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Author Topic: When the Wheels Fall Off  (Read 271 times)

Online BWallace10327

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When the Wheels Fall Off
« on: July 04, 2018, 10:50:06 PM »
I'm not being literal; our bows don't have wheels.  In all seriousness, what happens when everything shootingwise fall to pieces?  I've been on a real hot streak for the past few months.... placing in 3d shoots, never missing my target ball at a wide variety of unknown ranges out to 30+ yards and just last weekend, bettering my 300 indoor score by 7 points and hitting a new high on X count.   Fast forward to this afternoon.  3rd shot, miss left.  I spend the next 2 hours shooting 1 arrow at a time, ending the day with more misses than I've had in 2018 and half of 2017 combined.  One poor shot skipped off the top of the ball and send the arrow to a juniper limb that propelled the arrow off into the wild blue yonder.  All I could do was shake my head.  Please Tradgang, share your experience, help me feel "normal".  :help:  :biglaugh:
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Online McDave

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Re: When the Wheels Fall Off
« Reply #1 on: July 04, 2018, 11:30:09 PM »
My experience when this happens is that something has crept into my shooting that I’m oblivious to.  Back tension, creeping, peeking, those have been my issues.  Your’s might be different.  Experts like Rod Jenkins or Rick Welch could spot your problem in just a few shots.  Either find one, or send in a video for Arne to evaluate.  The good thing is that once you learn how to spot it, it won’t stump you again.
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Offline Sam McMichael

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Re: When the Wheels Fall Off
« Reply #2 on: July 05, 2018, 10:06:49 AM »
To paraphrase the poet Robert Burns, "The best laid schemes of mice and men often turn brown and start stinking." This, too, shall pass. Spend some time working on form and maybe shoot fewer arrows for a few days to let your mind rest. When you fret too much about this, your concentration may focus on fretting rather than on shooting. Picking a spot, back tension, anchor point, smooth release, etc. will all fall back into place when you loosen up a bit.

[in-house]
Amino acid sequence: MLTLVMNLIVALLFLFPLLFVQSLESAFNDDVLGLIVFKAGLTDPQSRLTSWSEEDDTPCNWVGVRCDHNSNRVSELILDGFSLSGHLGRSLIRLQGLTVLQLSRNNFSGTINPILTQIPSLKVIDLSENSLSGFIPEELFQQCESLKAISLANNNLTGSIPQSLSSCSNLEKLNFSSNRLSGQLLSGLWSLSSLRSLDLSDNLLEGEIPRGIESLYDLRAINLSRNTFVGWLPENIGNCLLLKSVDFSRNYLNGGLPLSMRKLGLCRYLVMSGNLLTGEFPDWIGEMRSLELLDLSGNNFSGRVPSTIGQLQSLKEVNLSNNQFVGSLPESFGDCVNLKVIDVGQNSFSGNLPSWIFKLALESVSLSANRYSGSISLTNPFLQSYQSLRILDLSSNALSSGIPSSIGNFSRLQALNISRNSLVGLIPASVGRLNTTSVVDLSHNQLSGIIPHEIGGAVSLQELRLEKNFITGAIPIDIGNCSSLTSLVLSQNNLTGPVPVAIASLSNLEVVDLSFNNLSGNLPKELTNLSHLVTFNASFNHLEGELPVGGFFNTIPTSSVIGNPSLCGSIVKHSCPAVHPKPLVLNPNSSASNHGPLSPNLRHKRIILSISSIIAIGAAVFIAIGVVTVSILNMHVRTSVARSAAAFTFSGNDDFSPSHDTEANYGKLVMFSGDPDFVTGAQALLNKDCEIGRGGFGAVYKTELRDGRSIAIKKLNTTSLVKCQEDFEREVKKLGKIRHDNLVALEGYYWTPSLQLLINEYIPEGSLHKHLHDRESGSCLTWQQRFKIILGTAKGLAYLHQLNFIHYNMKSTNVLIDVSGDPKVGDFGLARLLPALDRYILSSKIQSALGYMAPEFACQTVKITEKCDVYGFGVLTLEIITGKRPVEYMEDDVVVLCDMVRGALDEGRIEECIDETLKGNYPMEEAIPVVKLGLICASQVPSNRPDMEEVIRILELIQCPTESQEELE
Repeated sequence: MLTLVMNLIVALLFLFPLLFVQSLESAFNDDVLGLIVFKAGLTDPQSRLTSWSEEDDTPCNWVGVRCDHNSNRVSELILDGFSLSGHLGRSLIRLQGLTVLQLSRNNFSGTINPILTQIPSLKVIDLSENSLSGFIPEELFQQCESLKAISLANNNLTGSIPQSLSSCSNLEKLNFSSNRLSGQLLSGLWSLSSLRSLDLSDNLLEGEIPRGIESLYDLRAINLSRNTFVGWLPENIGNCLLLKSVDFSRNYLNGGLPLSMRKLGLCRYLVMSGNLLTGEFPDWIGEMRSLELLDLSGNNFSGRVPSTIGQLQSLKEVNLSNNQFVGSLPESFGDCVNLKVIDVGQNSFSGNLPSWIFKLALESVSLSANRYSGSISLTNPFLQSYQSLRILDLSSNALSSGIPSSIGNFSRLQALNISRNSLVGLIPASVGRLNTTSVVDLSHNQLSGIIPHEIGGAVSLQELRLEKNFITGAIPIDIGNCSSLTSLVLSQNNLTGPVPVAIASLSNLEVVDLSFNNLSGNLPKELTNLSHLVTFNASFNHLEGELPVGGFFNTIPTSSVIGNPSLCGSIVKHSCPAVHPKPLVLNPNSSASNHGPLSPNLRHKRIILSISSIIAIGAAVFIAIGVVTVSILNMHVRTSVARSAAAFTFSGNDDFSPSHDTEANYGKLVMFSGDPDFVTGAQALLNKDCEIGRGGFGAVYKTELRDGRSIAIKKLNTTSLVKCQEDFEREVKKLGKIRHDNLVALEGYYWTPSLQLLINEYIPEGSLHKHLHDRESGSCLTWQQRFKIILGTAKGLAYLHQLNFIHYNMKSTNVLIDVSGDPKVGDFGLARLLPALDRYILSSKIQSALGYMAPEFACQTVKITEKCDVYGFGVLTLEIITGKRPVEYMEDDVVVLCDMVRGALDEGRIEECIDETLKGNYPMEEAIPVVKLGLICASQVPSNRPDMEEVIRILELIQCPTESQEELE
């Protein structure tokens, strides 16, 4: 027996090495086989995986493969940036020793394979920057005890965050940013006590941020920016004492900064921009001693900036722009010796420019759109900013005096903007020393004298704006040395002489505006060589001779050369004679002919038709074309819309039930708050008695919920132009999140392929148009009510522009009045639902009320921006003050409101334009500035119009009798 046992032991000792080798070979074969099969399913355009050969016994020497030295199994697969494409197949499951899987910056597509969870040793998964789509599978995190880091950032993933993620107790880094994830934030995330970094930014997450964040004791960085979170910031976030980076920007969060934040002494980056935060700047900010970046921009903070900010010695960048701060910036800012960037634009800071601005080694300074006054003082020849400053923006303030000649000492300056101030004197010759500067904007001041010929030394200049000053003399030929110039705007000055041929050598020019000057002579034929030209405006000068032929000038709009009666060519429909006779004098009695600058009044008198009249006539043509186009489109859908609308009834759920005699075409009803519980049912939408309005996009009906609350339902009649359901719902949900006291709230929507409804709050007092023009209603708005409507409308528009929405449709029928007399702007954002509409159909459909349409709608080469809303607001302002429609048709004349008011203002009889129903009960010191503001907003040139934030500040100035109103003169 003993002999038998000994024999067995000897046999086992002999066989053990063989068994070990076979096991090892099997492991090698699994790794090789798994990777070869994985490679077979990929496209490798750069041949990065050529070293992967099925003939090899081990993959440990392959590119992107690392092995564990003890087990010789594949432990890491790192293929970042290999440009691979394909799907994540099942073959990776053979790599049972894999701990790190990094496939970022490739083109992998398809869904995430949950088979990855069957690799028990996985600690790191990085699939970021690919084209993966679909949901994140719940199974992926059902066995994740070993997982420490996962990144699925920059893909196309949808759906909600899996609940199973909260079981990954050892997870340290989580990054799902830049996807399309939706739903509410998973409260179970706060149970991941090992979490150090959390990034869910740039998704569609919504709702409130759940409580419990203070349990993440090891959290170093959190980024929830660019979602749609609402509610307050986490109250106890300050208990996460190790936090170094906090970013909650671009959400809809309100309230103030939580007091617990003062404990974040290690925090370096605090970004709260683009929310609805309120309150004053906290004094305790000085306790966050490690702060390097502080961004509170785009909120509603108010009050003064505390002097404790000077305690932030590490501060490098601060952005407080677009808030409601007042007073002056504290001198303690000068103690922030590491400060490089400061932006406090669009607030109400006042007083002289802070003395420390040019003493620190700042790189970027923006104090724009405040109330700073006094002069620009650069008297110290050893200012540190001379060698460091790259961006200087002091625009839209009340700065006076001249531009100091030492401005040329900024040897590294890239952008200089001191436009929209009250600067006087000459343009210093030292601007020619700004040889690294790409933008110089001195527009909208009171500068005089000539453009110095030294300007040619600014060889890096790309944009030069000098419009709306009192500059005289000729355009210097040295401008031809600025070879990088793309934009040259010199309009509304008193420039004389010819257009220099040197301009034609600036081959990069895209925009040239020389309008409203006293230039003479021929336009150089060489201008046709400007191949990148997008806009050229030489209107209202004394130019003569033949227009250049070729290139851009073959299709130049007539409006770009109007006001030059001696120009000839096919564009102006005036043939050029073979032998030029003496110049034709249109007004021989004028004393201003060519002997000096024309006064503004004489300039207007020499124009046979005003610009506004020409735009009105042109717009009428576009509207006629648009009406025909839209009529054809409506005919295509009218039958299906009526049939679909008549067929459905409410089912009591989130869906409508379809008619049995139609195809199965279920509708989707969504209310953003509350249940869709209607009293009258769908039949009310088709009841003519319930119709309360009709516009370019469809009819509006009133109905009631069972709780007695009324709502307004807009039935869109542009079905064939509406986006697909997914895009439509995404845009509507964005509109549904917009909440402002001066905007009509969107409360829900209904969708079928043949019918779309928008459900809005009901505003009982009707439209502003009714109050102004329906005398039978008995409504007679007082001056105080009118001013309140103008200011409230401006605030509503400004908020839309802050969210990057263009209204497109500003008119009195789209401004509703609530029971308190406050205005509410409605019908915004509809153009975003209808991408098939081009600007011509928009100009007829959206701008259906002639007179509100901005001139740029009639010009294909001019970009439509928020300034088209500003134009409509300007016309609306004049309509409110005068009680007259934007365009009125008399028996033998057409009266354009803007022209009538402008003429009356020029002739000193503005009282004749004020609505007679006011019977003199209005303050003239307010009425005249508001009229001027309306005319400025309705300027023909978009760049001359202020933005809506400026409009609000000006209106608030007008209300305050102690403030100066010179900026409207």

Sam

Online BWallace10327

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Re: When the Wheels Fall Off
« Reply #3 on: July 05, 2018, 11:03:32 PM »
A day of poor shooting always starts with one bad arrow you never forget (at least for the remainder of that day). The best advice I could give someone in such a scenario is something I should heed myself.  Relax, have fun and don't get stressed out (fretting is a great word).  This happens every now and again.  A few days without shooting and all will be well again.  My form didn't feel any different, but my focus did.  If I could learn one thing to improve my shooting it would be to let a miss go and continue on like it never happened.    No worries now, I took my arrow hound out today and he nosed down my lost arrow.  Thanks for the advice. 
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Online Todd Cook

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Re: When the Wheels Fall Off
« Reply #4 on: July 10, 2018, 07:44:08 PM »
"my form didn't feel any different but my focus did". I'm convinced that's about 99.9% of the problems we have when we have a bad day shooting.

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